Wildfires and Housing Markets

June marked the beginning of the Atlantic hurricane season and the start of another arid summer in the West. More than 500,000 acres have been burned by wildfires during the first six months of 2019, and there is increasing fire risk as the summer progresses.[1]

The bulk of wildfires are in rural locations and cause limited structure damage, but occasionally a fire explodes into an urban center. Two recent examples in California were the Camp Fire in November 2018 and the Tubbs Fire in October 2017. The Camp Fire incinerated about 20% of the one-family housing stock in Butte county and the Tubbs Fire destroyed about 6% of the one-family homes in the city of Santa Rosa in Sonoma county.[2] CoreLogic estimated the value of property loss at $11 to $13 billion from the Camp fire and $5 to $7 billion from the Tubbs fire.[3]

Delinquency Rates Jump After a Disaster

As with other natural disasters, the damage or destruction of homes and businesses disrupts the regular cadence of income and payments and can trigger mortgage default. (Figure 1) Within three months of each wildfire, the serious delinquency rate on home mortgages had spiked about 50% in Sonoma county and 70% in Butte county before beginning to recede. While payment forbearance programs provided by lenders, mortgage insurers, and secondary market investors can lessen the financial stress, local default rates still rise.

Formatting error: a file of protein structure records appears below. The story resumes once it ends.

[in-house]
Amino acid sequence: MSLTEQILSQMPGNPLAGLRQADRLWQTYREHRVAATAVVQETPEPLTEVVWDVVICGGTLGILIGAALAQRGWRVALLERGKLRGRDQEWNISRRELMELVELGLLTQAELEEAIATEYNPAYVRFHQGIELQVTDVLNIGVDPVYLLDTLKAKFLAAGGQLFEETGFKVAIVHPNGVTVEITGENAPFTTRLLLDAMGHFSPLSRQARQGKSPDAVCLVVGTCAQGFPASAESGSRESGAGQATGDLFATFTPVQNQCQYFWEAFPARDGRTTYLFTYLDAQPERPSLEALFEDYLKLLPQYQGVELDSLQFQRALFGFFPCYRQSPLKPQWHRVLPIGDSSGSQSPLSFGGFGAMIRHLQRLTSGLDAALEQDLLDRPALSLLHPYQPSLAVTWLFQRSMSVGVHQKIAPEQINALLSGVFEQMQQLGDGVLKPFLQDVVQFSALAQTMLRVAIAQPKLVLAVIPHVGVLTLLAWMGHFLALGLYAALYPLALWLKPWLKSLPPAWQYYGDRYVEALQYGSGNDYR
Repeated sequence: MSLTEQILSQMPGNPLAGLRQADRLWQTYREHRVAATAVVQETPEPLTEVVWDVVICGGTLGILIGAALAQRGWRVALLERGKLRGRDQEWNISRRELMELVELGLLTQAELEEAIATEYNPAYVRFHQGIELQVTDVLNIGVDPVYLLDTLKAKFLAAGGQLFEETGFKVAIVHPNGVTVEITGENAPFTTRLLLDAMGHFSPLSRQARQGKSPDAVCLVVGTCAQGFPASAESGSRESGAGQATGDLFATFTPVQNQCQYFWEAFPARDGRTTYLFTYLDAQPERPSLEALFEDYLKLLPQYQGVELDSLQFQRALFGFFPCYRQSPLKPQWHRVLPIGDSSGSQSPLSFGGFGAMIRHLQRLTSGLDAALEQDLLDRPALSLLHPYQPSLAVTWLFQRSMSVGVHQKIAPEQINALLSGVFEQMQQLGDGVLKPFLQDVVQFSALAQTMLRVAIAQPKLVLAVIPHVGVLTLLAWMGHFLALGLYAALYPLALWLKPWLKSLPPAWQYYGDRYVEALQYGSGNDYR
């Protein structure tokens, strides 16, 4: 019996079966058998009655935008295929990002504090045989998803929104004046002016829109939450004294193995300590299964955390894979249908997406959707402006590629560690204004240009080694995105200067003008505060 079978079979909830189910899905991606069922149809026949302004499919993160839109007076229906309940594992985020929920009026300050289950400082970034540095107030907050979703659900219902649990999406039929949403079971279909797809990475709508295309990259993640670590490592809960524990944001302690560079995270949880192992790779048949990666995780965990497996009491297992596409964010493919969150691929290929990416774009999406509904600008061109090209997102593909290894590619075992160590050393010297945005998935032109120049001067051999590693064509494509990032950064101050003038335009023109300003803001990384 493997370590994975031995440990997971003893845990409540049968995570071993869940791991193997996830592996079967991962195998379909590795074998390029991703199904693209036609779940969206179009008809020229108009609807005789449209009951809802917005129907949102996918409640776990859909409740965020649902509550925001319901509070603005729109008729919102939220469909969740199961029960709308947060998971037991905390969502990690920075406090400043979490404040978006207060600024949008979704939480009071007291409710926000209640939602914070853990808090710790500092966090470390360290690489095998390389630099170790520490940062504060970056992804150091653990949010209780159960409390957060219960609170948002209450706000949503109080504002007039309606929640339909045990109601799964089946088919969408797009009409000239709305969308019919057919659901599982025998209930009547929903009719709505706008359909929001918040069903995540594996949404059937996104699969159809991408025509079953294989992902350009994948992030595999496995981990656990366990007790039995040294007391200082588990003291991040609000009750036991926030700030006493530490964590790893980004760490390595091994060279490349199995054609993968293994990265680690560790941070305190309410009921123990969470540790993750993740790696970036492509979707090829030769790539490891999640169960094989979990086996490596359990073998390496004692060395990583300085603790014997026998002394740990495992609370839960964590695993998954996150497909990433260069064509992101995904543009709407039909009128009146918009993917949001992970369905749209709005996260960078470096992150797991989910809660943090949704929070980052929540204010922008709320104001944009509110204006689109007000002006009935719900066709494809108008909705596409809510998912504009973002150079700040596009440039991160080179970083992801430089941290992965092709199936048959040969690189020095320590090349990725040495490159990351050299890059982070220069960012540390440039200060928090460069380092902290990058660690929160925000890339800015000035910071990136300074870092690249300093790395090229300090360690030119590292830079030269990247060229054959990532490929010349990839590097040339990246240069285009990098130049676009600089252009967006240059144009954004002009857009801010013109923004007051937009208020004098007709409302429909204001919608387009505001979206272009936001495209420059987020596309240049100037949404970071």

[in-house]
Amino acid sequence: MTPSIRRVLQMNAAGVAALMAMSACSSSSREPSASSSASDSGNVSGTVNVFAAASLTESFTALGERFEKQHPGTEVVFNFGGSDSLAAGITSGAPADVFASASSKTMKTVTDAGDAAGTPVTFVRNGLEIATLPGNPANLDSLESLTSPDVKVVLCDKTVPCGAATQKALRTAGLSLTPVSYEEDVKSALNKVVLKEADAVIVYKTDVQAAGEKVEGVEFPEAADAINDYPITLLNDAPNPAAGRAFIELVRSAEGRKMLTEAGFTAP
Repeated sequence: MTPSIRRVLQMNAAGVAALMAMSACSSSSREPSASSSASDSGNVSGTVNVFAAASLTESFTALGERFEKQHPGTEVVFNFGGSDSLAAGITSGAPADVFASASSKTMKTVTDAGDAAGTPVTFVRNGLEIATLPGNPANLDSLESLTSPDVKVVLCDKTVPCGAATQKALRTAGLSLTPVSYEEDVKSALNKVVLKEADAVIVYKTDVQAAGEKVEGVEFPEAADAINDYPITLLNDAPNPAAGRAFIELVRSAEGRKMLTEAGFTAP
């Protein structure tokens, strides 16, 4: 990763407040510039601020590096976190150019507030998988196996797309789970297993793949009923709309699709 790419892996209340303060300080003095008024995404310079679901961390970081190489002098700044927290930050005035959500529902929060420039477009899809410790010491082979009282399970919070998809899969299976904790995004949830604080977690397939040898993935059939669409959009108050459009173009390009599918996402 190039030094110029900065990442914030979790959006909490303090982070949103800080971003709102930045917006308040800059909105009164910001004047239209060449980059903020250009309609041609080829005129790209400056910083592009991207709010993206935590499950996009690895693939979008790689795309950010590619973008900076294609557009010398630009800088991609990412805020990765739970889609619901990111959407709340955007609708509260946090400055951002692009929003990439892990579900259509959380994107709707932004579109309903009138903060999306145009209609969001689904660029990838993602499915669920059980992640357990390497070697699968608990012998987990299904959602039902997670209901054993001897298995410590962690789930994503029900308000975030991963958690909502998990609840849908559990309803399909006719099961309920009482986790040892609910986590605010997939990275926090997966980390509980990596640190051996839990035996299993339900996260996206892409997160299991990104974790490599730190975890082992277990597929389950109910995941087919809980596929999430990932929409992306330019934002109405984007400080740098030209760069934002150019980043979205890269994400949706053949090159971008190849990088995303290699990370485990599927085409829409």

Rent & Price Growth Quicken After a Disaster

The significant loss of housing stock also affects the cost of shelter in affected neighborhoods. (Figure 2) In both Sonoma and Butte counties, rent and price growth accelerated after the disaster. At the time the wildfires struck each locale, home-price growth was running at or slower than the statewide rate; after the disasters, price growth accelerated to 4- to 7-percentage points faster than statewide growth.

Home Sales Fall in Disaster Area, Up Elsewhere

The pressure on prices reflects the reduced housing stock and increased demand for shelter from displaced families. (Figure 3) Whereas home sales in Butte county jumped 50% during the first quarter of 2019 from one year earlier, sales fell 19% in the rest of California. Within Butte county, sales fell in Paradise, the place that bore the brunt of destruction, but jumped in neighboring communities.

Despite the acreage burned this year through June, 2019 is running well below the 10-year average year-to-date. Let’s hope that pattern continues.

Call outs:

Mortgage delinquency rates spiked at least 50% after the Tubbs and Camp fires. Property loss totaled $11-13 billion for the Camp fire, $5-7 billion for the Tubbs fire. Housing stock loss and increased demand by displaced families add to shelter costs. Rent and home-price growth accelerated after the Tubbs and Camp wildfires. Home sales fell in Paradise but jumped elsewhere in Butte county after the Camp fire.